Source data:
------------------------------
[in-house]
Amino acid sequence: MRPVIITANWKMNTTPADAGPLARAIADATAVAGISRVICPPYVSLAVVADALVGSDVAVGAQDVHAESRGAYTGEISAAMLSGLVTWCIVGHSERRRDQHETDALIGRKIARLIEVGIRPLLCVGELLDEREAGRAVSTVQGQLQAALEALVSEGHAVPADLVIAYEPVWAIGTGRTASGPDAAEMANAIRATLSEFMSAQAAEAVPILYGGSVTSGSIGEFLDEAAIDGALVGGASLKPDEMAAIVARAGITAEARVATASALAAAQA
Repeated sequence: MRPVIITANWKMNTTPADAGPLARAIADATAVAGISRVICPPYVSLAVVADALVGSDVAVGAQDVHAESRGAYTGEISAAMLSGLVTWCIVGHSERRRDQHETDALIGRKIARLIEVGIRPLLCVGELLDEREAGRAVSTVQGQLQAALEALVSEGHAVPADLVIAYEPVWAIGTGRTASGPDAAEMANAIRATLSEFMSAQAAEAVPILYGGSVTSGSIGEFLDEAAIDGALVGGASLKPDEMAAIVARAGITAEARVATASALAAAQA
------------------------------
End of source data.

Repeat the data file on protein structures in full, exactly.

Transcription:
[in-house]
Amino acid sequence: MRPVIITANWKMNTTPADAGPLARAIADATAVAGISRVICPPYVSLAVVADALVGSDVAVGAQDVHAESRGAYTGEISAAMLSGLVTWCIVGHSERRRDQHETDALIGRKIARLIEVGIRPLLCVGELLDEREAGRAVSTVQGQLQAALEALVSEGHAVPADLVIAYEPVWAIGTGRTASGPDAAEMANAIRATLSEFMSAQAAEAVPILYGGSVTSGSIGEFLDEAAIDGALVGGASLKPDEMAAIVARAGITAEARVATASALAAAQA
Repeated sequence: MRPVIITANWKMNTTPADAGPLARAIADATAVAGISRVICPPYVSLAVVADALVGSDVAVGAQDVHAESRGAYTGEISAAMLSGLVTWCIVGHSERRRDQHETDALIGRKIARLIEVGIRPLLCVGELLDEREAGRAVSTVQGQLQAALEALVSEGHAVPADLVIAYEPVWAIGTGRTASGPDAAEMANAIRATLSEFMSAQAAEAVPILYGGSVTSGSIGEFLDEAAIDGALVGGASLKPDEMAAIVARAGITAEARVATASALAAAQA